The ALJ next reviewed the entire record to determine Gunter's residual functional capacity and whether he could perform the requirements of his past work or of other work that exists in significant numbers in the national economy. On review of the record, the ALJ gave controlling weight to the conclusions reached by treating physician Dr. Nidus to the extent that they were consistent with substantial evidence of record and gave substantial weight to the opinions of state agency consultants and Dr. Kyung Seo ("Dr. Seo"), the physician who examined Gunter consultatively in June 2004. The ALJ also credited Gunter's testimony and all subjective complaints of symptoms to the extent that they did not conflict with objective evidence.
In reviewing Gunter's claims in light of the medical evidence on record, the ALJ determined that Gunter's testimony concerning the intensity, frequency, and limiting effects of his symptoms was not fully credible. Specifically, Gunter's claims of constant lower back pain and knee discomfort were undermined by his testimony that he walked for exercise and performed various household chores including, inter alia, vacuuming, emptying the trash, and grocery shopping. Further, Gunter revealed during the hearing that he was able to drive a truck in February 2006 and that he had intended to purchase the truck for his own use until the deal fell through. There is substantial evidence in the record to support the ALJ's conclusions, and his reasoning and evidentiary support were set forth with "sufficient specificity" to enable the required review. Ferraris, 728 F.2d at 587.
Based on these findings, the ALJ concluded that Gunter has the residual functional capacity to perform sedentary work, which is described as work that involves lifting no more than 10 pounds at one time, lifting or carrying small articles (e.g., docket files or small tools), sitting up to a total of six hours in an eight-hour workday, and standing or walking up to two hours in an eight-hour workday. These findings were supported by substantial evidence in the record including, inter alia, the medical evaluations conducted by treating physician Dr. Nidus between June 13, 2003 and January 26, 2005, and the consultative medical examination conducted by Dr. Seo on June 9, 2004.
The ALJ concluded, based on these findings of residual capacity, that Gunter could not continue his past work as either an electronics worker or a warehouse inventory clerk, but that there were jobs existing in significant numbers in the national economy that he could perform. This conclusion was based on the testimony of a vocational expert who indicated that Gunter could perform the unskilled, sedentary work of an order clerk and a surveillance systems monitor given his residual functional capacity, age, education, and work experience, in conjunction with the Medical-Vocational Guidelines, 20 C.F.R. Part 404, Subpart P, Appendix 2. The expert also testified that Gunter could not perform these jobs if full credit was given to Dr. Nidus's opinions; however, as previously stated, the ALJ credited Dr. Nidus's conclusions only to the extent that they were consistent with substantial evidence of record and, thus, did not find support for all of his statements. The ALJ's conclusions regarding Gunter's ability to work were thus supported by substantial evidence.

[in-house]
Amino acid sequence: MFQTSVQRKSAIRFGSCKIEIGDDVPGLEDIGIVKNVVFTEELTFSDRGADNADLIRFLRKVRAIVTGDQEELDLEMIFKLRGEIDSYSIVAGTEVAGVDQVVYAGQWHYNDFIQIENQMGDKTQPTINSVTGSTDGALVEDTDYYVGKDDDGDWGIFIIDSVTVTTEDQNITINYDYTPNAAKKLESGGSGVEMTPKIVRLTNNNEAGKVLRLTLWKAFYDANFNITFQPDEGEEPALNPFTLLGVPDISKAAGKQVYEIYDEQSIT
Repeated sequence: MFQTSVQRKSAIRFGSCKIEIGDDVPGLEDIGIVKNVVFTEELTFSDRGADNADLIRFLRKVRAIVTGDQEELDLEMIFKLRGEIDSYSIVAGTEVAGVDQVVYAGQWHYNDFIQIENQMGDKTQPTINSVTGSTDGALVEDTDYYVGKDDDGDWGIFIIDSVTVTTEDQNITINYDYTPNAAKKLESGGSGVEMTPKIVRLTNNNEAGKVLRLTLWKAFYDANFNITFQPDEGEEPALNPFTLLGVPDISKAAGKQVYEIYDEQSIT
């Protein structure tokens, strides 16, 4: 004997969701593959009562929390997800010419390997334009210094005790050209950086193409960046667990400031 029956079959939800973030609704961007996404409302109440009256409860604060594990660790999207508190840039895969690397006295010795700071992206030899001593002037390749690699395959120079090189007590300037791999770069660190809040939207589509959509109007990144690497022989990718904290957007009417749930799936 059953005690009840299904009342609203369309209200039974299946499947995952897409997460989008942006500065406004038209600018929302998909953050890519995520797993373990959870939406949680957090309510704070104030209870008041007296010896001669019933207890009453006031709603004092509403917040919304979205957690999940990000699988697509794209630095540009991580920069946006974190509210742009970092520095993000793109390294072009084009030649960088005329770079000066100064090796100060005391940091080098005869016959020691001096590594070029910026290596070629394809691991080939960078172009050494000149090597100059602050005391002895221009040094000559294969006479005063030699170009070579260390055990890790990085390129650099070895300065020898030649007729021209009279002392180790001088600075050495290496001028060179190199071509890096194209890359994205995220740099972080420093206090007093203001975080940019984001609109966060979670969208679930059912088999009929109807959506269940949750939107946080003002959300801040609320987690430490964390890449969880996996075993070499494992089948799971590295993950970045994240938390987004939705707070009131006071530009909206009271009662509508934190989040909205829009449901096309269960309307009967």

After an evaluation of the record and the Commissioner's arguments, this Court finds that the ALJ's decision, which is entitled to deferential review, is supported by substantial evidence. Since Gunter did not oppose the Commissioner's motion for judgment on the pleadings, the Court reviewed the complaint with particular care to address any flaws in the ALJ's decision identified by Gunter. Gunter does not identify any particular deficiency, stating only that the ALJ's decision "was erroneous, not supported by substantial evidence on the record, and/or contrary to law." Gunter did attach several supporting documents to his complaint, including a September 6, 2007 letter from Dr. Nidus, a June 2007 MRI report and other medical records, and a psychiatrist's September 2007 opinion letter. Because these materials are either "merely cumulative of what is already in the record" or do not purport to be "relevant to the claimant's condition during the time period for which benefits were denied," remand of this case to the Commissioner for consideration of Gunter's additional evidence is not warranted. Tirado v. Bowen, 842 F.2d 595, 597 (2d Cir. 1988) (citation omitted).
The Commissioner's motion for judgment on the pleadings is granted. The Clerk of Court shall close the case.